January and February are the time to collect scion wood.
Scions are young twigs that are grafted onto a mature tree. Very often, a single tree trunk can support several varieties of fruit or nut. Grafting scions to an orange tree can convert it to a lemon/lime/orange tree! I once had a single tree that produced nectarines, plums, pears and peaches! Grafting scion wood is an easy way to propagate multiple varieties of fruit from a single tree. This comes in handy especially when working with a small yard or a containerized tree.
Scions should be 8-18” long and the diameter of a pencil. The best scion wood is normally found at the top of a tree, where it has received the most sunlight. Avoid using water sprouts and suckers because they do not have enough stored food reserves.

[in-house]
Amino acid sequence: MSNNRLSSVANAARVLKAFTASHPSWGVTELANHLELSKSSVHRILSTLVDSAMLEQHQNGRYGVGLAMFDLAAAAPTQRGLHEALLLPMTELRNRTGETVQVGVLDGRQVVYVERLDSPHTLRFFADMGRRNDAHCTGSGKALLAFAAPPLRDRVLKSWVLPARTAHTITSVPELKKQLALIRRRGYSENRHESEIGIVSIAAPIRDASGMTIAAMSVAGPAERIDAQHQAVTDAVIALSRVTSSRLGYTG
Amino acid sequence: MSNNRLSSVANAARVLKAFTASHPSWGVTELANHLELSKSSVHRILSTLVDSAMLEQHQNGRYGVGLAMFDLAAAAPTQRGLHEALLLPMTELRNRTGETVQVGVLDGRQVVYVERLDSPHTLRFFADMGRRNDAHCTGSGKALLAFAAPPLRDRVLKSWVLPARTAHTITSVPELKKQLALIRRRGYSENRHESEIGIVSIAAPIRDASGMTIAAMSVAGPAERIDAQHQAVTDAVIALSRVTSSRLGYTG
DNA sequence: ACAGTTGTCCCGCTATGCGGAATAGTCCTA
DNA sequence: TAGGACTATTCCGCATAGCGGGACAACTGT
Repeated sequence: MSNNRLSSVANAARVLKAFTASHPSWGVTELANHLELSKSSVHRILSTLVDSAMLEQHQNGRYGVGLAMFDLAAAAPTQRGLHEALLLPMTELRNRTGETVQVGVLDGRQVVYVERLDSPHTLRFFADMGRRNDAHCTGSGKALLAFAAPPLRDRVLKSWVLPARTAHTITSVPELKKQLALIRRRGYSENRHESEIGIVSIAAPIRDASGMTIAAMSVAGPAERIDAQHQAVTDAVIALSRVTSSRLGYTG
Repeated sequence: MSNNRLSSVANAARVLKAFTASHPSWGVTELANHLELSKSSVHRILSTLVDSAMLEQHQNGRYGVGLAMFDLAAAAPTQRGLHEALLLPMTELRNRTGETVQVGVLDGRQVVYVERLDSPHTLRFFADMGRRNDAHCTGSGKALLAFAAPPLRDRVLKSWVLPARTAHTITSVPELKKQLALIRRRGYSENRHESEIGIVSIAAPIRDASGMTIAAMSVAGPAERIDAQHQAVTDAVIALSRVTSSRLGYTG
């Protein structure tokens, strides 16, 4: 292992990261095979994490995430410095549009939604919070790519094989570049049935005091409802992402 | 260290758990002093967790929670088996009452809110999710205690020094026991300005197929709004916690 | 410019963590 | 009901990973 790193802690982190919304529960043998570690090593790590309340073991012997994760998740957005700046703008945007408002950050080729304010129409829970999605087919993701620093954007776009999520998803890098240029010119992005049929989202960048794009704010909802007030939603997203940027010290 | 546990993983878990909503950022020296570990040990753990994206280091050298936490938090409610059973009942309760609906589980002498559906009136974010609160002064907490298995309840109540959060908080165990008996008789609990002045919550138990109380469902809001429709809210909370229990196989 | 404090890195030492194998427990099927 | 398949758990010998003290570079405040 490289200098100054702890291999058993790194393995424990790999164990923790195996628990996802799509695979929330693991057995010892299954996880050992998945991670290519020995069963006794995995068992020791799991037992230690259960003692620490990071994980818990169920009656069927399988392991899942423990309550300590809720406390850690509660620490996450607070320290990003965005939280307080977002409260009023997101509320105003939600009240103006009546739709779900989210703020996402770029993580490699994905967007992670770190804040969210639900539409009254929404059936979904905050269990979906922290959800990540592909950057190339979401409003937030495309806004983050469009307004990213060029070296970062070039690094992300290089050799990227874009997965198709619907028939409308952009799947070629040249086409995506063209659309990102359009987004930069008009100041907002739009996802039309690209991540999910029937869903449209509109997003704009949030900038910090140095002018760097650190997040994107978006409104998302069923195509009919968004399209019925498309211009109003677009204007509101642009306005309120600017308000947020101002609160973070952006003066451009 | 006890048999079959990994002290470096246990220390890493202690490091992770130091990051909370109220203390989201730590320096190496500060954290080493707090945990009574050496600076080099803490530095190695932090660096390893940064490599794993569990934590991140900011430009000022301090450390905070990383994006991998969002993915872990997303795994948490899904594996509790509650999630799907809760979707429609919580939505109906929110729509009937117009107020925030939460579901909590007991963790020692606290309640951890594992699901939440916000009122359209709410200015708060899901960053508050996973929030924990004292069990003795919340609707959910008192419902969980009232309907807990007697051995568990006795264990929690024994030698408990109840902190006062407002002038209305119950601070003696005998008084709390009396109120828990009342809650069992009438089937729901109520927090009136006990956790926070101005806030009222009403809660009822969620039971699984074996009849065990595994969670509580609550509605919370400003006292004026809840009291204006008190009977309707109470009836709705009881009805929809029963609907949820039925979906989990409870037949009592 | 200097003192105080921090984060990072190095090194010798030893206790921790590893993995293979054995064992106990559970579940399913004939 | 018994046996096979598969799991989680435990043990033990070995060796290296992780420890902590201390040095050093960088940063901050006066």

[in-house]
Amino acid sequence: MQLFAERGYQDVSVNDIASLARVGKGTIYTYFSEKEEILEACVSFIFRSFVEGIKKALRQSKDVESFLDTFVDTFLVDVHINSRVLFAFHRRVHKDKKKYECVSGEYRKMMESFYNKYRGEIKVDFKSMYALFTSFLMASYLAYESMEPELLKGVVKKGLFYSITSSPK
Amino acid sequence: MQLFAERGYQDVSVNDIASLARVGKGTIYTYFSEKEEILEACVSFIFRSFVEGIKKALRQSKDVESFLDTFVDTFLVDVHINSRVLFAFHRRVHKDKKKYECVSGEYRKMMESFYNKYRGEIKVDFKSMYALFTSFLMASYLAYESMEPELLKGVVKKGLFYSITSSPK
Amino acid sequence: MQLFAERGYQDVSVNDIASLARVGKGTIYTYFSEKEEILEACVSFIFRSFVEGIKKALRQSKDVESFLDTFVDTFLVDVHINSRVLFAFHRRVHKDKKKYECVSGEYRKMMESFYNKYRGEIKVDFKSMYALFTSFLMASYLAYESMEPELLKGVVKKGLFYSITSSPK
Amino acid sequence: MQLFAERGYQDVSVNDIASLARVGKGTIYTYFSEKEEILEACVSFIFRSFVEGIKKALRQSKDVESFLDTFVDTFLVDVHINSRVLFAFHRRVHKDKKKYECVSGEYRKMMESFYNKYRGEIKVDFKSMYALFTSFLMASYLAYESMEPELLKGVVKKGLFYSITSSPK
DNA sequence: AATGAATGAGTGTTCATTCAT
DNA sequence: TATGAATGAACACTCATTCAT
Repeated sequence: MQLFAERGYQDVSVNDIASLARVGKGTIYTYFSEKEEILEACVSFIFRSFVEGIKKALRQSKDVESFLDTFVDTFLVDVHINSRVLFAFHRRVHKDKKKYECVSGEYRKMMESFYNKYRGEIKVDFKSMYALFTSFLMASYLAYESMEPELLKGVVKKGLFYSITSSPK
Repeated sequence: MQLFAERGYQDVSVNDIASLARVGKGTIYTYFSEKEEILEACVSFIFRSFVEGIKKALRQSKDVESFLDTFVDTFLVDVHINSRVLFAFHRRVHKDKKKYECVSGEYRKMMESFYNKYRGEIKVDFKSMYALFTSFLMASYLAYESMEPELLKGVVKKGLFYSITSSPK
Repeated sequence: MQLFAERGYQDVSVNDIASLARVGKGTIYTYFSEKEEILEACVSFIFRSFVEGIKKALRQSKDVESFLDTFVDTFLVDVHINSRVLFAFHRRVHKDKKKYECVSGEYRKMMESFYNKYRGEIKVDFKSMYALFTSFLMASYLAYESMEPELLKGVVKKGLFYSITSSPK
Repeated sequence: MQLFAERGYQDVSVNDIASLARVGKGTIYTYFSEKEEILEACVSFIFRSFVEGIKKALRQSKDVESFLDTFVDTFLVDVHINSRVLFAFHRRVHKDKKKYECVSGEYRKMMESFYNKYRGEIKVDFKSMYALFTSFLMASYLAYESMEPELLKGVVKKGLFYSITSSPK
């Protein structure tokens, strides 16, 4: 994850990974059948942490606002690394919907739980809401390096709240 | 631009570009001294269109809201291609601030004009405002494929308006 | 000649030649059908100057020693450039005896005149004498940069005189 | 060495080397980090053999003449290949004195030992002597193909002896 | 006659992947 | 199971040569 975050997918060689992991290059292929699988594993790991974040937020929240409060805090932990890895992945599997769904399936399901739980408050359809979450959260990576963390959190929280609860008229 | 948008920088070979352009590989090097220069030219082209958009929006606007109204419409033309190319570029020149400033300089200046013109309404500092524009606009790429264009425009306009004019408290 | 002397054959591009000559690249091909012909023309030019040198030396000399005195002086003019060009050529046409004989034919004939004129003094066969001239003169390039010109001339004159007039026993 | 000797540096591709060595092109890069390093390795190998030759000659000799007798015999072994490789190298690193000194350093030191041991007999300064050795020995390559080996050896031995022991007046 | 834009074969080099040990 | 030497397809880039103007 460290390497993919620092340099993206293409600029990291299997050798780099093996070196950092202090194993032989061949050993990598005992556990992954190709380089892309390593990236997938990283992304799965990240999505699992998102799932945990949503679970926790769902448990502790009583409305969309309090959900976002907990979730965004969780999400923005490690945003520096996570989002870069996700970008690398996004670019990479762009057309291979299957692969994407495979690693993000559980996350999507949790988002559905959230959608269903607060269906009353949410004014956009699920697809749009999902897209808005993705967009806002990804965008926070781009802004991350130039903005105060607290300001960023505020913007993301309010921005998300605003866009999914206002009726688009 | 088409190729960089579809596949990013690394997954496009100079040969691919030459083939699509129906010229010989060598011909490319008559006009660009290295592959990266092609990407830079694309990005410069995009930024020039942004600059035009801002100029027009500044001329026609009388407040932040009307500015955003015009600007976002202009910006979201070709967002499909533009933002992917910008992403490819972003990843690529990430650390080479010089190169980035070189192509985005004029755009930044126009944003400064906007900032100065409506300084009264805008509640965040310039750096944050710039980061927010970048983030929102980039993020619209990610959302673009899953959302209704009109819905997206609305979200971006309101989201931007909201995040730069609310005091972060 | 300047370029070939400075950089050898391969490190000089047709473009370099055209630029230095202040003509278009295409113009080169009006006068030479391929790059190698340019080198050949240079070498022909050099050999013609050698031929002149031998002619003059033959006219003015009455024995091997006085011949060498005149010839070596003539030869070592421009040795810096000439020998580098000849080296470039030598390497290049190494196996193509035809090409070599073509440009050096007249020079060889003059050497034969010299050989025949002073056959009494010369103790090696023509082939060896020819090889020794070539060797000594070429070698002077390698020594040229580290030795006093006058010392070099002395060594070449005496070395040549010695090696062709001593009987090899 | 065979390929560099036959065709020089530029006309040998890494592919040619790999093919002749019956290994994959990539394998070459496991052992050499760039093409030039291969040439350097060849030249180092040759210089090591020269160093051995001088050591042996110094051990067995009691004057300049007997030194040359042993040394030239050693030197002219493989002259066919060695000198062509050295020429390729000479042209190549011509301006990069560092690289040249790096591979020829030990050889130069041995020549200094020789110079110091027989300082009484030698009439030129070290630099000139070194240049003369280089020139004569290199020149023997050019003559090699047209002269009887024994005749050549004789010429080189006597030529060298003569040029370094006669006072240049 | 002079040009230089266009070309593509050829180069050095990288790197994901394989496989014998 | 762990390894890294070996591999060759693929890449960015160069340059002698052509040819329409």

Look for vegetative growth, rather than flower buds. If you can’t tell the difference, lean towards more vertical growth twigs. If possible, collect scions from the previous year’s growth.
Because scions are still alive, be sure to treat them gently. Do not use cuttings that show signs of disease or pest damage. If you are pruning at the same time, be sure to not step on them as you work around the tree.
Scions can stay dormant in the refrigerator until it is time to graft. To learn how to graft, check back here when the buds on your trees start to swell!
I hope this information inspires you to grow more of your own food. You can ask your garden questions on my Home page.